The strange connection between Scotland and the Hillabee Creeks
Homophones . . . Alba, Alapa, Alapaha River, Ilape . . . Hillabee Creeks
I have become a big fan of the TV series, “Outlander.” It is currently being broadcast by Netflix, so I can watch it on my computer monitor, while eating dinner. “Outlander” is the saga of a British nurse, who visits a stone circle in the Scottish Highlands . . . very similar to those we have here in the Georgia Mountains . . . then is thrown back in time two centuries to the time of the Jacobite Wars. The Jacobite Wars were composed of two violent rebellions by the Scottish Highlanders against the English, interspersed with guerilla warfare. The producer, director and actors of these series are going to extreme measures to insure absolute historical accuracy in all aspects of the series . . . including the dialogues. For that reason, the TV series can be considered a Post-Graduate level class in Scottish History.
Very early on in the series, one of the characters remarked that the southwest corner of the Scottish Highlands, called Corra, was once occupied by a clan composed of Gaelic giants. These giants were master seamen and boat builders. Their sailing ships traversed the know world and even the Atlantic Ocean. They brought back giants stones to build sacred stone circles. The stone circle near Inverness was constructed with boulders from Africa. Of course, Corra was also the name of a province in the mountains of North Carolina, which were the homeland for several branches of the Creek Confederacy, who are known for their unusual height.
In a later program of the series, an actor stated that the original name of Scotland, when it was occupied by the Picts, was Alba. The Scots are from Ireland and conquered Scotland in the Early Medieval Period. The Ninth Century Anglo-Saxon scholar, Venerable Bede, stated that both the Picts and the Angles were originally from southern Sweden. The Picts left Scandinavia during the Late Bronze Age and settled in the mountainous parts of what is now Scotland. The Angles migrated first to southern Denmark and then in the fifth and sixth centuries, eastern England . . . giving their name to a nation and a language.
Out of curiosity, I Googled “Alba.” It is a Anglicized version of Albion, which was the Roman name for Scotland. The original Pict word is ancient, though, probably at least dating back to the Bronze Age. Its ultimate root is the Indo-European word for white.
The pronunciation of the English word Alba in Scottish Gaelic pricked my ear. It’s Alapa or Alape. [ˈal̪ˠapə] (listen) Its actual Gaelic pronunciation is quite different that the English, Alba, and identical to the pronunciation of the name of a culturally advanced people on the Wataree River in eastern South Carolina . . . Alapa or Ilape. During the late 1600s, they migrated to Georgia and joined the Creek Confederacy. The Alapaha River means “Alapa – River.” Haw is the Itza Maya and Itsate Creek word for river. By the time their descendants were living in northwestern Georgia and the eastern edge of Alabama, their name had come to be Hillabee among white settlers.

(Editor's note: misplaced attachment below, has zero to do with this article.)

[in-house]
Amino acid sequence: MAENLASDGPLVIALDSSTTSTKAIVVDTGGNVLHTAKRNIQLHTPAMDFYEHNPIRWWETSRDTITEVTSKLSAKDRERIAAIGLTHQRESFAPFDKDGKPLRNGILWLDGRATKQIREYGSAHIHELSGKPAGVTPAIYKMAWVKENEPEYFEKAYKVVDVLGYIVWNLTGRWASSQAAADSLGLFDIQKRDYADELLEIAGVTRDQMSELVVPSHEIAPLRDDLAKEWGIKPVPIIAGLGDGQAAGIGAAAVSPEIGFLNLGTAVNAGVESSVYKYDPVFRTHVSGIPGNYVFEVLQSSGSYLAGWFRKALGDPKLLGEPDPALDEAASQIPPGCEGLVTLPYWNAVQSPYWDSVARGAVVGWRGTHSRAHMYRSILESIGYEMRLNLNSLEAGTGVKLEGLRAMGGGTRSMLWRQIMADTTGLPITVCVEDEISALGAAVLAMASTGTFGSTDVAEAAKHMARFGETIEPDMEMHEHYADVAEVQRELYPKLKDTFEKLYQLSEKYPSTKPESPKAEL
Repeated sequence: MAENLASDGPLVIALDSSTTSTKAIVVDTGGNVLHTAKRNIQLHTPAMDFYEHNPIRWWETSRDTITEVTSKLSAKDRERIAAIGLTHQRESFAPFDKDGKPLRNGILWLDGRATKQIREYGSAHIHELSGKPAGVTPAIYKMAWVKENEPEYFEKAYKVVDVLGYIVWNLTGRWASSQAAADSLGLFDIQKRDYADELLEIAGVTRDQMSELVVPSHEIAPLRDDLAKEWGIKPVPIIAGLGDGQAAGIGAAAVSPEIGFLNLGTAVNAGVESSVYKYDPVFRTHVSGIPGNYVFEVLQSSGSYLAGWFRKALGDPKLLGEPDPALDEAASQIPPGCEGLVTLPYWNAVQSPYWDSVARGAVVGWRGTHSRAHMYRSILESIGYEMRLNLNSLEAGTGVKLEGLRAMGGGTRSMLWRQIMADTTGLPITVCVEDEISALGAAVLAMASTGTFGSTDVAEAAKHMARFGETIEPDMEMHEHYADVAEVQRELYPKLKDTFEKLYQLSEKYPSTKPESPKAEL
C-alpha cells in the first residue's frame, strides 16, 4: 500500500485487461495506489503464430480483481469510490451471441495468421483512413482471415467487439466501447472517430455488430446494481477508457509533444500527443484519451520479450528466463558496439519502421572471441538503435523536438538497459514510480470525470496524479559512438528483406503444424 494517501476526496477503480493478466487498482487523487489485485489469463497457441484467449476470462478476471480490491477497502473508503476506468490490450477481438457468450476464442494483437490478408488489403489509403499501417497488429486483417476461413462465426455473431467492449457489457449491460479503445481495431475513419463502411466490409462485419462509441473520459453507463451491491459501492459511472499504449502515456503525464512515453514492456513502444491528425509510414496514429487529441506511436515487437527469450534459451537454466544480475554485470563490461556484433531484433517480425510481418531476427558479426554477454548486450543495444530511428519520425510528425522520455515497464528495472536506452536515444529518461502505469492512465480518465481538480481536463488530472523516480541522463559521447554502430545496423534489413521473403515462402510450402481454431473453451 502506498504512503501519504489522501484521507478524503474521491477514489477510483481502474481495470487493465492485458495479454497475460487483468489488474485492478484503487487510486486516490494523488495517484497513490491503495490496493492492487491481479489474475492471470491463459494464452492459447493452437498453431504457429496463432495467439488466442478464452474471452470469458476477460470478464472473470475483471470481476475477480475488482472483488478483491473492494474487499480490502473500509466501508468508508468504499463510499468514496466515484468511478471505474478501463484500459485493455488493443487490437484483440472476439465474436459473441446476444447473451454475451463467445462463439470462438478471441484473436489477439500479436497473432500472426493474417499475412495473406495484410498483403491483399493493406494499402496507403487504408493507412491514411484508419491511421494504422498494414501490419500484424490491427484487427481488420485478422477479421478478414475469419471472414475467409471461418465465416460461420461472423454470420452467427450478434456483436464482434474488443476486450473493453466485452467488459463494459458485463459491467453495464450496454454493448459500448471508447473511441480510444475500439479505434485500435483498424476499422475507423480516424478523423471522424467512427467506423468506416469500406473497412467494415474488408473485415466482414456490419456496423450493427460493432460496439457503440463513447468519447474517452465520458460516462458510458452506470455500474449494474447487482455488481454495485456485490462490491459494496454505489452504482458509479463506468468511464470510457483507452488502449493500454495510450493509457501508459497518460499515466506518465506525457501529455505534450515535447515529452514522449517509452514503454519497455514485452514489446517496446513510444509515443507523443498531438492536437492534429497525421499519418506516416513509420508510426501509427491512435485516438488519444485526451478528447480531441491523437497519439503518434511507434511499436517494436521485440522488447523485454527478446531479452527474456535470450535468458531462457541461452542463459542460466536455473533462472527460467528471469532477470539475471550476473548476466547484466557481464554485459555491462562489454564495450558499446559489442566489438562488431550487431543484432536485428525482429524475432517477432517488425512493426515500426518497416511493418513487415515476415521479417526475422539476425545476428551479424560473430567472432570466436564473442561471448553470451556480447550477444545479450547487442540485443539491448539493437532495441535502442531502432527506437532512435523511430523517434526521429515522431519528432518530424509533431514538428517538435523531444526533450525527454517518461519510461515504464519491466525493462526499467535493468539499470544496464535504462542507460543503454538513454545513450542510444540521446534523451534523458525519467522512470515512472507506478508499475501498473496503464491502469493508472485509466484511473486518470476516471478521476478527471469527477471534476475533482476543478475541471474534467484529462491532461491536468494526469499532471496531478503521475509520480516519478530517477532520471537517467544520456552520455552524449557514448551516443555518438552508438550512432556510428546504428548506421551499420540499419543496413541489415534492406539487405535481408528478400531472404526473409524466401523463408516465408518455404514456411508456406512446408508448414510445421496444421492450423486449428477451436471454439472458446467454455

An alternate name for the Alapa Creeks among Itsate speakers was Vehite, which means “Bow-and-arrow (archer) People. In the transition into Muskogee Creek, that word became Vehedi. It now means “People with weapons” or “armed” in Muskogee. English-speaking settlers on the Southern Frontier changed Vehedi into Pee Dee.
The idea that people from the Old World started the civilizations in the Americas was “hip” when I was in my 20s. Since then I have extremely hostile to any author that suggested that interpretation of history. I still don’t think that is true. The mounds and earthen pyramids of Georgia and Peru predate those of Egypt by a thousand years and those of the Mayas by 2,000 years. Creek monotheism developed independently of the woman-hating religions of the Middle East. However, I can still remember that June morning on my third day in Sweden, just after graduating from Georgia Tech, when I stared at “Creek sacred symbols” on a boulder at the edge of the Oresund Channel. A little later that summer, it was the location where we went skinny dipping on weekends. In my mind, I can still remember standing in the water and watching the Oresund’s low waves lapping against an ancient boulder, displaying the “Sacred Fire” symbol. There were close encounters of a third kind across the North Atlantic during the Bronze Age.
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